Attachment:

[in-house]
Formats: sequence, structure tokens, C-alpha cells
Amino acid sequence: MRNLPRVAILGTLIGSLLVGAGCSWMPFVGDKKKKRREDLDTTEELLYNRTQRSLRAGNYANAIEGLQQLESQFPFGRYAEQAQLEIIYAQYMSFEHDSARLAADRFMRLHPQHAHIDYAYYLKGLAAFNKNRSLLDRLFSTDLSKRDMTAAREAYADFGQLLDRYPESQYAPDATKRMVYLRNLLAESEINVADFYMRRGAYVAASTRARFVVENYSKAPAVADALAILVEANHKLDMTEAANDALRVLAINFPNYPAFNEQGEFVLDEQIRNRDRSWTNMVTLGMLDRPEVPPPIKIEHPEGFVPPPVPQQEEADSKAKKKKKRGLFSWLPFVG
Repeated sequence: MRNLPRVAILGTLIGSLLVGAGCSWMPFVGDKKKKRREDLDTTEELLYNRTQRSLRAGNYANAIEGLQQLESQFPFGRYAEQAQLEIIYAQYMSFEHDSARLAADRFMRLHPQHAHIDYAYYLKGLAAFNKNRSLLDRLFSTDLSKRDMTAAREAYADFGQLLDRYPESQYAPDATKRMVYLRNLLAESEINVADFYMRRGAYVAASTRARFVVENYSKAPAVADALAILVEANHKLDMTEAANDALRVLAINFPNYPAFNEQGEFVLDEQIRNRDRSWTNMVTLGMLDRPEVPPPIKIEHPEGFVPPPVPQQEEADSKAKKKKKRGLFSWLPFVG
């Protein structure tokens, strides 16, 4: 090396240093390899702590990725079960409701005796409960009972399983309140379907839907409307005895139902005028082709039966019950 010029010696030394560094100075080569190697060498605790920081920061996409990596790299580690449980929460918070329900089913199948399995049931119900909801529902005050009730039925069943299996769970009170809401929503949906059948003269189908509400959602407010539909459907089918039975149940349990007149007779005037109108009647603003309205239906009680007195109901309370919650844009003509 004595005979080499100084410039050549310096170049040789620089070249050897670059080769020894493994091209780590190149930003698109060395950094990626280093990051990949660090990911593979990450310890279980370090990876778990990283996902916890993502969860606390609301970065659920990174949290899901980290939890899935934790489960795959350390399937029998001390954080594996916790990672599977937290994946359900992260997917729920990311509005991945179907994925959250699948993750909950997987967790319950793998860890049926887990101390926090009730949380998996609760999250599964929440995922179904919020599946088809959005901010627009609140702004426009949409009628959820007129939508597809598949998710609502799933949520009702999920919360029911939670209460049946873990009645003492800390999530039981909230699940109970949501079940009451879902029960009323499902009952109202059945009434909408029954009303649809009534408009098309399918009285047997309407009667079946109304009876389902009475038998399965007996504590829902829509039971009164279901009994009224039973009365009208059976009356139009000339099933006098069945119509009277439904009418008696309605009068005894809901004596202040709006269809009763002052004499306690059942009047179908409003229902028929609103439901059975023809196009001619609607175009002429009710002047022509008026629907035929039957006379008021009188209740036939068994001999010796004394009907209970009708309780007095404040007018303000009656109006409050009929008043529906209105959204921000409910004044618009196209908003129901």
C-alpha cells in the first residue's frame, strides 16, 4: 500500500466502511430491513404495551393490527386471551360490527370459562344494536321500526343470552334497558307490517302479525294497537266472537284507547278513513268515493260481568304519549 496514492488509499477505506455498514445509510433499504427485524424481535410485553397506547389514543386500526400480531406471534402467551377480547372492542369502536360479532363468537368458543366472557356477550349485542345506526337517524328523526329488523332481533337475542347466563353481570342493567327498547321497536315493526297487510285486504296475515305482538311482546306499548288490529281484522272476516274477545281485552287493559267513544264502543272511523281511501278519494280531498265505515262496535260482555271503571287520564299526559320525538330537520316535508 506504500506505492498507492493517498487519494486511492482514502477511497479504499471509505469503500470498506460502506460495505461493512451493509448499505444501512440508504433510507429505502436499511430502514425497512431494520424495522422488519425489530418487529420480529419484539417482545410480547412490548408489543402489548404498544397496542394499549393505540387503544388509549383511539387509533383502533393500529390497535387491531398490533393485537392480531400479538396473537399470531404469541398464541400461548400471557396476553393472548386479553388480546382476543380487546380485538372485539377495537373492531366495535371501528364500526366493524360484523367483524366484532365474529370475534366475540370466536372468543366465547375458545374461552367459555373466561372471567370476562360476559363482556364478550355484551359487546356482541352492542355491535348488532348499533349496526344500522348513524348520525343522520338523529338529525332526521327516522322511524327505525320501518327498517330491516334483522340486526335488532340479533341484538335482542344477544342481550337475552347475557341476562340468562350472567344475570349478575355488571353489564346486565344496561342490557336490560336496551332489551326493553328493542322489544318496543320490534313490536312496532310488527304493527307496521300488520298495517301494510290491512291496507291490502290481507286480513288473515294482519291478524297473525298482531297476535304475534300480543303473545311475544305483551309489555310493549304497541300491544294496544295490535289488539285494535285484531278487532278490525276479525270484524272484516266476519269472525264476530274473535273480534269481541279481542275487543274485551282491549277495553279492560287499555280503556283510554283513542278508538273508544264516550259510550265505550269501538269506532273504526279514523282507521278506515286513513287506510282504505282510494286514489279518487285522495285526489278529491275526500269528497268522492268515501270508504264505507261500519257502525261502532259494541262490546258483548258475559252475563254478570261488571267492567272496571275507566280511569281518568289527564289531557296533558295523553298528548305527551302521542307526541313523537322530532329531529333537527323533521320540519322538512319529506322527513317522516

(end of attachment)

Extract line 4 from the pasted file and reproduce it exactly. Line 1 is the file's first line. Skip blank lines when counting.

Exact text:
Repeated sequence: MRNLPRVAILGTLIGSLLVGAGCSWMPFVGDKKKKRREDLDTTEELLYNRTQRSLRAGNYANAIEGLQQLESQFPFGRYAEQAQLEIIYAQYMSFEHDSARLAADRFMRLHPQHAHIDYAYYLKGLAAFNKNRSLLDRLFSTDLSKRDMTAAREAYADFGQLLDRYPESQYAPDATKRMVYLRNLLAESEINVADFYMRRGAYVAASTRARFVVENYSKAPAVADALAILVEANHKLDMTEAANDALRVLAINFPNYPAFNEQGEFVLDEQIRNRDRSWTNMVTLGMLDRPEVPPPIKIEHPEGFVPPPVPQQEEADSKAKKKKKRGLFSWLPFVG